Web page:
The two leading thoughts of the mind of God are the humiliation and the glory of Christ. Yes: they are the only two points -- the two pillars on which the whole of Christianity rests. Can you say they are the only key of all your thoughts?
1 John 4: 17. We want love of such a kind as to give us boldness in the day of judgment. How could you like everything about you to be brought out before the judgment-seat of Christ if your foot was on a bit of sandy ground? But if on the Rock, with Christ your only dependence, you can say, "The Judge is the Person who bore my sins. I was thoroughly ruined, and found that that love had given the Son of His love to become Son of man, in order to bear my sins in His own body on the cross, and that is the love which gives me boldness in the day of judgment."
We must all appear in the light which makes manifest. People now may wrap up things, and cover over where there is a bit of themselves mixed up with that which is of Christ, but all must come out in that light; still, you can say, "If I have got Christ, He cannot fail me; He, the propitiation for my sins, the accepted sacrifice in the presence of God, cannot fail me." There is no time when the confidence in His love will be stronger than then.
"Behold the Lamb of God!" Man would account a lamb to be but a very weak thing, but what a contrast here in this Lamb of God! In John's thought, This one without form or comeliness to the eye of man, is the One who is to be the bringer-in of the new earth, the remover of every spot and mark of sin. Who is the bringer-in of this? Who? That lowly Man - that Jesus, unknown in His own universe, save to the eye of faith!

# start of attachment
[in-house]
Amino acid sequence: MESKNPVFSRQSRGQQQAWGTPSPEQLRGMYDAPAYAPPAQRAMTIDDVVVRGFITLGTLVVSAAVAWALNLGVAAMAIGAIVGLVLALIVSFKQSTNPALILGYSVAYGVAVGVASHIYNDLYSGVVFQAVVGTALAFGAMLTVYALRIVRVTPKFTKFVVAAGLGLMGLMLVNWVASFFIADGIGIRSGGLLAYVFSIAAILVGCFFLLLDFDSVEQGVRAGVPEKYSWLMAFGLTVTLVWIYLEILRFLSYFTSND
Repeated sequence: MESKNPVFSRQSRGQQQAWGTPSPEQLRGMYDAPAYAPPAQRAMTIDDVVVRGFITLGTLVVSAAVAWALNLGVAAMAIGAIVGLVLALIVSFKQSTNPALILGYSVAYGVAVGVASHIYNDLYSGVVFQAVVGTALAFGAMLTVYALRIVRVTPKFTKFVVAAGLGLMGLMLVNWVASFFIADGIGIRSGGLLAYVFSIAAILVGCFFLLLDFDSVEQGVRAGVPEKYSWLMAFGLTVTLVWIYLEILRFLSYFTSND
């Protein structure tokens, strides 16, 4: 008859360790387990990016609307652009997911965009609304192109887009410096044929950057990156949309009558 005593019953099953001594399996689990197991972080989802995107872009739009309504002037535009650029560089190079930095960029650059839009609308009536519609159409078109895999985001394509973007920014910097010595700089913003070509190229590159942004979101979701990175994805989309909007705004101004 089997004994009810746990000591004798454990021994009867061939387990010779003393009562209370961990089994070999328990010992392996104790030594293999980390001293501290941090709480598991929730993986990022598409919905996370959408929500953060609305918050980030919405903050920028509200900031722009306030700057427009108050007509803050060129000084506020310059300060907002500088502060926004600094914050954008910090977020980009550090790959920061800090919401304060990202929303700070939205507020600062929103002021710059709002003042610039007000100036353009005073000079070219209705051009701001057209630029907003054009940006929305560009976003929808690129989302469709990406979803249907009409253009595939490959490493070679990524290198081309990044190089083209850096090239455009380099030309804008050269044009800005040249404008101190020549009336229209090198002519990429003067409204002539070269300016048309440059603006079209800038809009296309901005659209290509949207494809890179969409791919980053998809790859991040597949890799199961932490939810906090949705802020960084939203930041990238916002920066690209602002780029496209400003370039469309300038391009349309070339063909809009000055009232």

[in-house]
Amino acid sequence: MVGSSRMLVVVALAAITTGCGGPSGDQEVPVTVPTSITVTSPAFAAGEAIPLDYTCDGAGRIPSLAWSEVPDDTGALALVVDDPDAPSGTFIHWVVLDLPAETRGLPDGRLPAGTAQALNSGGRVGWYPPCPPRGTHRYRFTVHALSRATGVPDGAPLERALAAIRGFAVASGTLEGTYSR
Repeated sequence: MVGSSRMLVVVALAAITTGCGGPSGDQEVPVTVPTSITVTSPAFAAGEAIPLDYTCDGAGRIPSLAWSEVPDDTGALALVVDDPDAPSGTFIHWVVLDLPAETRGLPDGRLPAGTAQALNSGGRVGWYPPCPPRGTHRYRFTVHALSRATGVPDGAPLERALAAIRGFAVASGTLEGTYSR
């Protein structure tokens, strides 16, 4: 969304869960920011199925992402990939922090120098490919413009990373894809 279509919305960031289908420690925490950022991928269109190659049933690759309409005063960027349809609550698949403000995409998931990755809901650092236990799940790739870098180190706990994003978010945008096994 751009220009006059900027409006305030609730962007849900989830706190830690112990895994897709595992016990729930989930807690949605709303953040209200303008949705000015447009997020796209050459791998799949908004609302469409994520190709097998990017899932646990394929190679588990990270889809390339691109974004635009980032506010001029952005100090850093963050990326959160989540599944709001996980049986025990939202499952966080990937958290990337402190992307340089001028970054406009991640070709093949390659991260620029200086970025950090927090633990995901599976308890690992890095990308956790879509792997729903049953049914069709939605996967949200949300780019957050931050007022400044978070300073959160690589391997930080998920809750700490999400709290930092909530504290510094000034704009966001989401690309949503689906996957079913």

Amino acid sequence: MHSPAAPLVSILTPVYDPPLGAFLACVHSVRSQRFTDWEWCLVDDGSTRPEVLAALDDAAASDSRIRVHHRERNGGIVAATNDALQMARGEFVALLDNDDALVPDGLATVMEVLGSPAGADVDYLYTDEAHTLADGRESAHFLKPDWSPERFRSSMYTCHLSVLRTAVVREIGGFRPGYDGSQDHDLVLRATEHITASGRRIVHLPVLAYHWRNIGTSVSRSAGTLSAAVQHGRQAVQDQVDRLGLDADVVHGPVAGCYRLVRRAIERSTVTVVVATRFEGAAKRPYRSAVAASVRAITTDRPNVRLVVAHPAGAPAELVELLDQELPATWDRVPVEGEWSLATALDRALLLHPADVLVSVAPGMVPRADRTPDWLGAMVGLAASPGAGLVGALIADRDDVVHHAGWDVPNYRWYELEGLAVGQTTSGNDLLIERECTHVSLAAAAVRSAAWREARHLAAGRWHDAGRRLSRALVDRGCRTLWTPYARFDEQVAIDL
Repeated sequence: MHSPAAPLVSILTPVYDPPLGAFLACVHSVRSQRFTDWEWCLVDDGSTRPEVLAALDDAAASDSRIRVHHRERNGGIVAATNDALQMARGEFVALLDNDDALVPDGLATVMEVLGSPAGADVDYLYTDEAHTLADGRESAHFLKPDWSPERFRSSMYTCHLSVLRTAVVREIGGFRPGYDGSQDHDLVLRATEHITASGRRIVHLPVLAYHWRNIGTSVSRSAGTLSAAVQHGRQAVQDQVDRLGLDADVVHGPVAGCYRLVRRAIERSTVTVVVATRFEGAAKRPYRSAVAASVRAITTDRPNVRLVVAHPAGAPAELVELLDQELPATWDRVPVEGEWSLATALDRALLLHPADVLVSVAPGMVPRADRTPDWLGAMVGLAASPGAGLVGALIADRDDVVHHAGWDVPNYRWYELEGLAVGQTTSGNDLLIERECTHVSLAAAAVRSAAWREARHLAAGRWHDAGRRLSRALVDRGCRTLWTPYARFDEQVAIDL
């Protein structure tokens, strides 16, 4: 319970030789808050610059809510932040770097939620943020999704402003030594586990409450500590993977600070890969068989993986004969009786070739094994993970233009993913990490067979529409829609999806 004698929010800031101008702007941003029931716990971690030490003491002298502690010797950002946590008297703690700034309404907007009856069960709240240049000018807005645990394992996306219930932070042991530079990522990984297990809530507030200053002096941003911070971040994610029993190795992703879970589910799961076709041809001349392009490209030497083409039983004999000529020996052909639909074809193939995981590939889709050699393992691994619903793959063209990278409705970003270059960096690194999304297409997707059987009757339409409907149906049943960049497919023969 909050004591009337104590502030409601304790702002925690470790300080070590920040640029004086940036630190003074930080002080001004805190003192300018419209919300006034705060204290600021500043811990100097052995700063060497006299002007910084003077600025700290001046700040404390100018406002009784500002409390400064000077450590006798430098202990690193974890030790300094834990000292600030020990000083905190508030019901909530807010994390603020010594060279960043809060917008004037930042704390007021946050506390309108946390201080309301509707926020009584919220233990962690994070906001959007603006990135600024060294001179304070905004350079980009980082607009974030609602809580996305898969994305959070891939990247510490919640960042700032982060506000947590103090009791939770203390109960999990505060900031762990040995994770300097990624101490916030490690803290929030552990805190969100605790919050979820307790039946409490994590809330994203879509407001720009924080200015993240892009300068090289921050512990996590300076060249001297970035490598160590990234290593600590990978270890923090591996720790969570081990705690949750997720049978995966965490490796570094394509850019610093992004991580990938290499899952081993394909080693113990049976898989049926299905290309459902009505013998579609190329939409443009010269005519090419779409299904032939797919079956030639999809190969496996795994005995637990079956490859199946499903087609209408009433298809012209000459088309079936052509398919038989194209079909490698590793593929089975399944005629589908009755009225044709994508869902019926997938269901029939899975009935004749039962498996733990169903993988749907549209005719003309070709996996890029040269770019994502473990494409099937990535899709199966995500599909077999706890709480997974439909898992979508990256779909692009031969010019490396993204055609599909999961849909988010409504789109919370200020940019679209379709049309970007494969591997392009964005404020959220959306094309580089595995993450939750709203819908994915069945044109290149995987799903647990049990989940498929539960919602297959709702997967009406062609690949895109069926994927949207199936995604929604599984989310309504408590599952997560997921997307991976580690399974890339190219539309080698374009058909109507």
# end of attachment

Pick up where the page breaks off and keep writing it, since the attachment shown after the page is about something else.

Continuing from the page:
As soon as John gets a view of Him, the adoration and affection of his heart are so kindled that he drops out a few broken words, and those who heard them have their hearts set on fire; they feel the attractive power of the Person of that Lamb, and immediately go after Him.
Where is that Lamb now? and what have you and I to do with Him? The throne of God became the mercy-seat when He ascended: "In the midst of the throne is the Lamb" -- still in the servant character, hymned, praised, and worshipped, by the elders and angels, but in action as the Servant, opening the book. In the end of the book of Revelation, He is presented as the One in whom all the glory of God is displayed, and Himself displaying His glory in the church. Revelation 21: 22, 23, are unspeakably blessed in connection with this: "And I saw no temple therein, for the Lord God almighty and the Lamb are the temple thereof; and the city had no need of the sun, neither of the moon to shine in it, for the glory of God did lighten it, and the Lamb is the light thereof." God and the Lamb are its temple; everything connected with worship will find its full expression in God and the Lamb; as even now we can adore and wonder and worship, just as we have God and the Lamb as our power of worship.
In that city there is no need of the sun or moon, "the glory of God and of the Lamb is the light thereof." What will it be to be in a scene where there will be the whole outshining of the Lamb, a scene where everything will be seen through Him, as the medium! To see things down here now through Him, is nothing but anguish to the heart that loves Him, but then to see a world in which nothing will be out of order, nothing but what is divine -- all the glory of God displayed through Him. Oh, what will it be to have Him as the medium through which to see everything.
"And he showed me a pure river of water of life clear as crystal, proceeding out of the throne of God and of the Lamb." Is there no thought of blessing in that? The Lord told the woman of Samaria that if she had asked, He would have given her living water. Had this woman ever so little an eyelet of that water, heaven was on its surface, for Christ was there. And again, the Lord says, "he that believeth on me, out of his belly shall flow rivers of living water." How hindered here by the flesh, but up there with full unhindered joy in Christ, the pouring out of the gushing streams, the welling over of the waters that come forth from God and the Lamb, and everyone eternally filled, when
"By the Spirit all pervading,
Hosts unnumbered round the Lamb,
Crowned with light and joy unfading,
Hail Him as the great 'I AM.'"
What will it be to dwell in a sphere where all that God delights in will be expressed in the gushing forth of that flowing well of water in every heart!